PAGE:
"[T]he NASA sounding name was ugly, we thought, especially to the ears of children raised in the shadow of Sputnik and Telstar," arwulf arwulf recalled in 1994 in the alternative newspaper Agenda. "After much brainstorming, and a great deal of reckless ideation, we came up with a name commensurate with our most meaningful experience as a group: the camping trips which often took us to those Hopewellian Mounds."

The building, he wrote, "was run down, poorly heated during the winter, and underwent considerable changes during our time there. We painted murals, hung chairs made from automobile tires in one of the three main rooms, and converted the girls' [rest]room into a ceramics workshop."

But "as time went by I noticed we were being handed individuals who were unusual in provocative ways; the public school system was siphoning off problematic kids upon us. So we found ourselves dealing with a violent brain-damaged boy who needed special attention. Everybody deserves a fresh alternative, but there are some people whose very presence can be destructive. I do feel that this was one factor in the disintegration of Earthworks." By the spring of 1978, when enrollment had declined to fifty students, the board of education merged it into Community High.

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From 1980 through 1986, the building was used by AAPS adult education program administrators and the Retired & Senior Volunteer Program. Then, in 1986, the school board put it and other unused school buildings up for sale.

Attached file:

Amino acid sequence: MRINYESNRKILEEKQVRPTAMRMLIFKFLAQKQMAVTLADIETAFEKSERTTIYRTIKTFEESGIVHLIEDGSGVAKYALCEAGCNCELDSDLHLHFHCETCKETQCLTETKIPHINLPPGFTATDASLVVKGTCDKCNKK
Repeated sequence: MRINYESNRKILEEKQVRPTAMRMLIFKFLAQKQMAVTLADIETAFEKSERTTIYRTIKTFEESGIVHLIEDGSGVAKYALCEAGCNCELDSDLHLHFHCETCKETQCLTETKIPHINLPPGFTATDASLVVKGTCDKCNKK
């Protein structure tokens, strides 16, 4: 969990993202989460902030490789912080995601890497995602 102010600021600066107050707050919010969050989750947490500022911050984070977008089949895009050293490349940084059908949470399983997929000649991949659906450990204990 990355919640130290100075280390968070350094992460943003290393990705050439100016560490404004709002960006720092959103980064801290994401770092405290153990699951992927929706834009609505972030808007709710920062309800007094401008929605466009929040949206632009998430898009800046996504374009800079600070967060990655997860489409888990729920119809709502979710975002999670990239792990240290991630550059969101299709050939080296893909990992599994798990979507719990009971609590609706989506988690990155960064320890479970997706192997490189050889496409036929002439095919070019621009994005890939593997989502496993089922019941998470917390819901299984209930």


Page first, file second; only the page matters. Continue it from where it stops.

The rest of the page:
The timing was fortuitous for the Washtenaw Alano Club (WAC). Organized in 1969, the nonprofit was one of many springing up around the country in that era to provide safe places for those in Alcoholics Anonymous to meet and hold events.

WAC initially met in a cramped, older home on N. Main. In 1975, it moved to the Fourth Avenue Arcade on S. Fourth. The former Montgomery Ward department store has recently been reborn as an upscale apartment building called Montgomery Houze, but at the time, recalls longtime WAC member Pat Reilly, it was a "red-light area"--neighbors included a liquor store, an adult bookstore, and a massage parlor. "We had Alateen meetings there [for young people], so that was not so good," Reilly says. In 1978, they left for a small, second-story office space with a leaky ceiling on Packard Rd.

Aided by a $5,000 grant from the Ann Arbor Area Community Foundation, WAC leased a roomy, two-story building on S. State in 1980 from the Bechtel Power Corporation. It was ideal--until Bechtel left town. Late in the summer of 1986, the club's president found a notice on the door giving the group just sixty days to vacate.

A club member knew the Fritz Building was available, and a two-month fund drive raised $30,000 for a down payment. Though the club's $127,500 bid was not the highest, the school board chose it anyway because of WAC's role in substance abuse recovery.

The club has had many internal renovations over the years, though the building's origins are still evident in the tall windows illuminating the rooms. The parking lot has been paved and a peaked roof built over the original flat one. Landscaping, aided by the sweat equity of members and volunteers, includes rain and butterfly gardens, a patio, and a firepit. But a large stand of trees still testifies to its history as the Fritz's woodlot.

Last September the Alano Club celebrated its fifty-year anniversary with a film presentation about its history, a catered dinner, a magic show, and more on its grounds. The little kids of its members, running willy-nilly under the bright blue sky and towering oaks, made for memories of Fritz School and Earthworks students and today's recovering people helping one another to continue to learn about recovery and celebrate freedom from addiction.     (end of article)